# Building Javascript Add-ons for Sisense

# Before you begin

# Prerequisites

Before you begin developing Add-ons, make sure you have the following:

  • A recent version of Sisense installed on your machine or
    Admin permissins + file system access to a (dev/test) Sisense server
  • An IDE or text editor of your choice (such as Visual Studio Code, Sublime, etc.)

# Setting up for Add-on development

Normally, Sisense runs Add-ons through a minification process to reduce their footprint when loaded by the client.

However, when developing Add-ons you will want to see the plain source code in the browser's developer console.

For that, you will have to set your Sisense server into Add-ons development mode:

  1. Open the Add-ons folder [your sisense folder]/app/plugins
  2. Open the entry.json file in a text editor
  3. Change the value of isProd to false

For more information about entry.json, see entry.json reference

# Creating a new Add-on

TIP

You can do the following steps directly on the Sisense server, or do them locally and copy the code to the Sisense plugins folder. The following steps will ignore the copying step for brevity.

To create an empty Add-on:

  1. Create a new folder in your [your sisense folder]/app/plugins directory. Give it a unique name; In this example, we'll use newPlugin
  2. In your new Add-on's folder, create an empty JSON file called plugin.json - this is the manifest files that tells Sisense how to process your Add-on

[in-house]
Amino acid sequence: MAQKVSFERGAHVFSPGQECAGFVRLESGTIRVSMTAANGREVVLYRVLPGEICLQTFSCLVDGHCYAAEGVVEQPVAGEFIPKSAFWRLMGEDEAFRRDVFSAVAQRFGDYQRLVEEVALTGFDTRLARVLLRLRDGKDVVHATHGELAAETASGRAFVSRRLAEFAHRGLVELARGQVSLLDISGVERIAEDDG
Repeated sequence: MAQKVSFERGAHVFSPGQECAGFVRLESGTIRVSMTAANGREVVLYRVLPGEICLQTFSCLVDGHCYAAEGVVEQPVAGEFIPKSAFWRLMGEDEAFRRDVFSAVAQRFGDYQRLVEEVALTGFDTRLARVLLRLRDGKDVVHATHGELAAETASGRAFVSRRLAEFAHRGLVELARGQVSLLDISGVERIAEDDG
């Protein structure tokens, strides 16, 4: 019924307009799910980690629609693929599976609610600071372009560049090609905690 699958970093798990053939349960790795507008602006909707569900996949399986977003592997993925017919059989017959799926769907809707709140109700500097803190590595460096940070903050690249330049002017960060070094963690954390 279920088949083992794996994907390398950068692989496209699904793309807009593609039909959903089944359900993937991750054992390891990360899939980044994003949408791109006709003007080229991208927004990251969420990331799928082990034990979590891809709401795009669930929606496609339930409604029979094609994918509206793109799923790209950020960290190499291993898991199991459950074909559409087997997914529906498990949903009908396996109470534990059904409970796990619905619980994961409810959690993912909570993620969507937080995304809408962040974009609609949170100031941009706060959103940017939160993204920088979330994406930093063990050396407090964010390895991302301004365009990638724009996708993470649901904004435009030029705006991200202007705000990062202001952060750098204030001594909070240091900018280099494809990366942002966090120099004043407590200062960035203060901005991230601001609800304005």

3. Now create an empty Javascript file called main.6.js - This will be your main code file. You can name it anything you like, as long as it ends with .6.js

# The plugin manifest

The plugin.json file is a manifest file that tells Sisense how to process and load your Add-on. The only thing you need to choose at this stage is a unique name for your Add-on. It is recommended that the name of the Add-on matches the name of the directory it is in, but this is not required. For this example, we'll use the name newPlugin.

Paste the following JSON into your plugin.json:

{
    "name": "newPlugin",
    "pluginInfraVersion": 2,
    "isEnabled": true,
    "source": [
        "main.6.js"
    ],
    "style": []
}

You can read more about the other properties of this manifest on the plugin.json reference.

# Main Javascript file

You will now create your first code file, which will allow you to see that your Add-on's code is being executed by Sisense.

Add the following line of code to your main.6.js file:

console.log('Hello world!');

Since main.6.js already appears in your plugin.json's source array, Sisense will know this file needs to be loaded and executed in the client application.

If you refresh your Sisense browser tab and open the developer console, you should see the message above.

# Additional Javascript files

Often, a single file isn't a good way to store all of your Add-on's code, and you may want to split it into multiple files.

There are several ways of doing that, however the recommended method is by exporting and importing modules.

Create a new Javascript file called settings.6.js in your Add-on's folder, with the following content:

var settings = {
    message: 'Hello world, I come from another file!'
};

module.exports = settings;

Now replace the contents of your main.6.js file to:

import settings from './settings.6';

console.log(settings.message);

In this example, you've created an external settings module where your Add-on's configuration can be edited, and imported that module into your main code file.

# Adding CSS

You can import CSS files for your Add-on using either of two methods:

Using import